Phenology of evening primrose

Oenothera are the evening primroses, or sundrops, and are so named for their tendency to open cheery, long-lasting yellow flowers during the evening. There are about 145 species of evening primrose spread across the New World, where they have long be a cultivated species. One species, Oenothera biennis, is common across eastern and central North America, and has a long history of medicinal use. Much of the plant is edible and the oil for primrose has long been used a traditional medicine.

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Evening primose plants (white flowers) are often dominant in sandy areas. Photo by mwdenslow

Evening primrose is pollinated by a special set of bee and moth pollinators with specialized ability to handle its more viscous pollen strands, and its seeds are eaten by birds such as finches. Evening primroses are not related to other primroses in the genus Primula, which are in a different family.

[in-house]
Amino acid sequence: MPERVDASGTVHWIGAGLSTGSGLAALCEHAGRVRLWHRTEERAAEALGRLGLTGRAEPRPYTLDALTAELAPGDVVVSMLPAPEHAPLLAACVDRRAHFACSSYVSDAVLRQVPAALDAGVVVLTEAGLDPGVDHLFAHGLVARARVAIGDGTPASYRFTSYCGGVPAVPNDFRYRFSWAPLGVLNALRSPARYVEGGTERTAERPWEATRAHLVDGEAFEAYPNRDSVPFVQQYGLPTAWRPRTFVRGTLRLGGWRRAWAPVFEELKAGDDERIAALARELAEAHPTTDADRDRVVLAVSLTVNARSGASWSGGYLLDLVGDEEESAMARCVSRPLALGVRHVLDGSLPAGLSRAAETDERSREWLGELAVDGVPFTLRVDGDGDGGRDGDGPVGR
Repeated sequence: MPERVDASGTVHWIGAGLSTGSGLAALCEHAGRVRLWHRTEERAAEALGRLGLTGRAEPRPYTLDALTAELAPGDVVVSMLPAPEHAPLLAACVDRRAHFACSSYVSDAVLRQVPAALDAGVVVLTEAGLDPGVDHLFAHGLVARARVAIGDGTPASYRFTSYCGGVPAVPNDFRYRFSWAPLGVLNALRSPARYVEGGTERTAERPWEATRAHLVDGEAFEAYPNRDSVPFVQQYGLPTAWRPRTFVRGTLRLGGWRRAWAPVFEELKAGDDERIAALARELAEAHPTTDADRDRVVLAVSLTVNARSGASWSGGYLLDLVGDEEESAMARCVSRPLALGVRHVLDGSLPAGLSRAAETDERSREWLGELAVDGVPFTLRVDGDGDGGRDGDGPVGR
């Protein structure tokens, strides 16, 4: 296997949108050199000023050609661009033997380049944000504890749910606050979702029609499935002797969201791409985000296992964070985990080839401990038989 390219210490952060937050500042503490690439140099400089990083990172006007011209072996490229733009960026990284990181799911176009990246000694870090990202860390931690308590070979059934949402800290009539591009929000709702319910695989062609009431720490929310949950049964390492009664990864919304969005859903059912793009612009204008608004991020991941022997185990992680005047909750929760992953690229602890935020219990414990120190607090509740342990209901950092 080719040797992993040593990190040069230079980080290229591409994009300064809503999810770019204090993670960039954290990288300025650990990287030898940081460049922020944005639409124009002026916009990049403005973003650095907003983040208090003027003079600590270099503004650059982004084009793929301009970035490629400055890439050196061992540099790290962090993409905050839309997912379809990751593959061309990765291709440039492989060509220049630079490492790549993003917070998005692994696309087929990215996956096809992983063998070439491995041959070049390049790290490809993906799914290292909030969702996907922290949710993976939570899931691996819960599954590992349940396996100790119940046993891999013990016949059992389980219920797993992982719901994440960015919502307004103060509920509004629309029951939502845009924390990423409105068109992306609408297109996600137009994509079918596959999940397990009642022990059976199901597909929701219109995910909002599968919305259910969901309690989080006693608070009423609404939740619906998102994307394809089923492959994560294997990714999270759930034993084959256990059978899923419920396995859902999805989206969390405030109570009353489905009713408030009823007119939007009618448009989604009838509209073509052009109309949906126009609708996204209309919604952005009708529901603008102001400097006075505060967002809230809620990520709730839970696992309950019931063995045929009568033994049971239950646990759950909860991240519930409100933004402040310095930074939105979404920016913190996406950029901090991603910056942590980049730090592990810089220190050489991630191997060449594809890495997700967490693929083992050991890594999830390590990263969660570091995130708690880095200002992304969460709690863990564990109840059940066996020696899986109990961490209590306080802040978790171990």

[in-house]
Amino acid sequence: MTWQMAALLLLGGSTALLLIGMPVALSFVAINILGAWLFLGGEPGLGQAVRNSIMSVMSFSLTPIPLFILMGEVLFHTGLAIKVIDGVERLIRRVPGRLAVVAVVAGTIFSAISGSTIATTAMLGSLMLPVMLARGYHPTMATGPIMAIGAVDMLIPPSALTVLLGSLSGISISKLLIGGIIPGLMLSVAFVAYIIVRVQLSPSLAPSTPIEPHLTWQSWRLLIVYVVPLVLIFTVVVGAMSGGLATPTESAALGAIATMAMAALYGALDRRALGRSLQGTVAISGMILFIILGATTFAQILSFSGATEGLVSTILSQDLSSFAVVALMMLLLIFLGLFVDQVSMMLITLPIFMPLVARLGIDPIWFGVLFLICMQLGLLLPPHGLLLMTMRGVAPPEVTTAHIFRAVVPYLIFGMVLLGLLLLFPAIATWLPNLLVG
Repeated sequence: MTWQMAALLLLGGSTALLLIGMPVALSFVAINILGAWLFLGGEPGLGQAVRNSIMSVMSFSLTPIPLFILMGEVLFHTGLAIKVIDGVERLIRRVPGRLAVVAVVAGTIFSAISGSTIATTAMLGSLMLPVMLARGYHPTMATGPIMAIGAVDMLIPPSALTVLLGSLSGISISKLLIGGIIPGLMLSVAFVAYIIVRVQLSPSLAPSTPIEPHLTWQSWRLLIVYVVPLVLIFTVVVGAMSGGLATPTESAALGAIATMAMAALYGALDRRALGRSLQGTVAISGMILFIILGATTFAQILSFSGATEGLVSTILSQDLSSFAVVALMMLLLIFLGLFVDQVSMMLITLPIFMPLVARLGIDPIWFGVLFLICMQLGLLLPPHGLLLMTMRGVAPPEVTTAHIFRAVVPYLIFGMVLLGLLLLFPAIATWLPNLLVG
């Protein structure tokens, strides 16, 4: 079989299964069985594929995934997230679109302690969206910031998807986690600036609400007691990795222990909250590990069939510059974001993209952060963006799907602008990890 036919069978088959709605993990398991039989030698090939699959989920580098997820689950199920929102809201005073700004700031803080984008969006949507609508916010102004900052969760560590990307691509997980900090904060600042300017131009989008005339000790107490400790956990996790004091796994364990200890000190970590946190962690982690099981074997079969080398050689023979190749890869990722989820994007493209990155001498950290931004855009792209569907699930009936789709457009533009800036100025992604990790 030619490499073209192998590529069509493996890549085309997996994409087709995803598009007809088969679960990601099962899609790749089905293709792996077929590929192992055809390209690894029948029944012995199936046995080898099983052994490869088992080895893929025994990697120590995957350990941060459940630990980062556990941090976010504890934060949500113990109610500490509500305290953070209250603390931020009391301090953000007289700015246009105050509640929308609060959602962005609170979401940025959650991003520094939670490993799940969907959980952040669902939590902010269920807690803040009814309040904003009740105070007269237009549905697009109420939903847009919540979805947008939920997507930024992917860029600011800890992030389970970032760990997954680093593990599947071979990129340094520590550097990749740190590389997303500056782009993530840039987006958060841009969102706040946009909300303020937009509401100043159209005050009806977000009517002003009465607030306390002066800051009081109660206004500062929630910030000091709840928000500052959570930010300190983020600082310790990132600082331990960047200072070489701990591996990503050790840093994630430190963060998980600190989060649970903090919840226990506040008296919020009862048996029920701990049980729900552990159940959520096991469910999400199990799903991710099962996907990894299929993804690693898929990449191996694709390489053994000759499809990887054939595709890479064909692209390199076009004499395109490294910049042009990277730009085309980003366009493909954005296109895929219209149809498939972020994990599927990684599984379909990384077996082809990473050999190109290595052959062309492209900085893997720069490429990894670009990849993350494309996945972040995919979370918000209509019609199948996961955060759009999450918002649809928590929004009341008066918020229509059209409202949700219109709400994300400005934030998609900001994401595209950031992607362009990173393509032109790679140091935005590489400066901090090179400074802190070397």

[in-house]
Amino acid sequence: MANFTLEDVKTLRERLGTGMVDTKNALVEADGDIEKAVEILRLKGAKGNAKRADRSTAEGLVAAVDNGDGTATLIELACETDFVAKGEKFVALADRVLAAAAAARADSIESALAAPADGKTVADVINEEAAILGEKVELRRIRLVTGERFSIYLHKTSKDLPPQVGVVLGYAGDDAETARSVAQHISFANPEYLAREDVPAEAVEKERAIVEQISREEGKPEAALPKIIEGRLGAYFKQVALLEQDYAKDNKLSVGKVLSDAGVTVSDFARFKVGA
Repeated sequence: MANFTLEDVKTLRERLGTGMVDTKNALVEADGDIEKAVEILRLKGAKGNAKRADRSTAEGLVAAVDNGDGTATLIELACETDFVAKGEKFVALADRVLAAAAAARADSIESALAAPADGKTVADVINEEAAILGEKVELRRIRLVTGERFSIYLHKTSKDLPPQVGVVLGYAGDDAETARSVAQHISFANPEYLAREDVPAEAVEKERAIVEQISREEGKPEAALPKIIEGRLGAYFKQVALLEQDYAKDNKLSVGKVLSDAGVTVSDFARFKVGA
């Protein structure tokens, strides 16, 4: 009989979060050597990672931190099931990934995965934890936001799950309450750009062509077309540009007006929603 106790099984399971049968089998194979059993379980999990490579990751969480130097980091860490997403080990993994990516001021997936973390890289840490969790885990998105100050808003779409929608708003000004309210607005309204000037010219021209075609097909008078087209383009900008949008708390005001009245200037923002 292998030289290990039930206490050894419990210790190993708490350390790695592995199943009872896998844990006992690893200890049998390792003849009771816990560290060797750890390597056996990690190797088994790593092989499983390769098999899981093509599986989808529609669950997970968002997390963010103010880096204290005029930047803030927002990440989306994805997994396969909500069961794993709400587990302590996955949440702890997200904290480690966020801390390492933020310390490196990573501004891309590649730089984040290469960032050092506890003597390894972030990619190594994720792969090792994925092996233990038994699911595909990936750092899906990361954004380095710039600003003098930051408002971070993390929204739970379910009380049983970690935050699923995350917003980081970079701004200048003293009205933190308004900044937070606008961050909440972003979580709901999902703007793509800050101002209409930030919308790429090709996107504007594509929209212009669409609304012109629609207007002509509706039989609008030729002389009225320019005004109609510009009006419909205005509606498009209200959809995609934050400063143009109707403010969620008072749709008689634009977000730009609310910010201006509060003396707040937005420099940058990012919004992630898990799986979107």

While diurnal patterns of flower opening and closing is a form of phenology, we are interested here in the seasonal patterns of evening primrose blooming, and especially if climatic changes are impacting evening primrose cycles. We are especially interested in both spring and fall timing since many in this species can have two generation of plants per year.  

We are really excited to launch the Evening Primrose Phenology project as out first truly mobile-friendly Notes from Nature project. We are just looking for help with documenting flower presence, so a simple “yes it has flowers” or “no it doesn’t” suffices.

Its so easy to try one – we hope you do!

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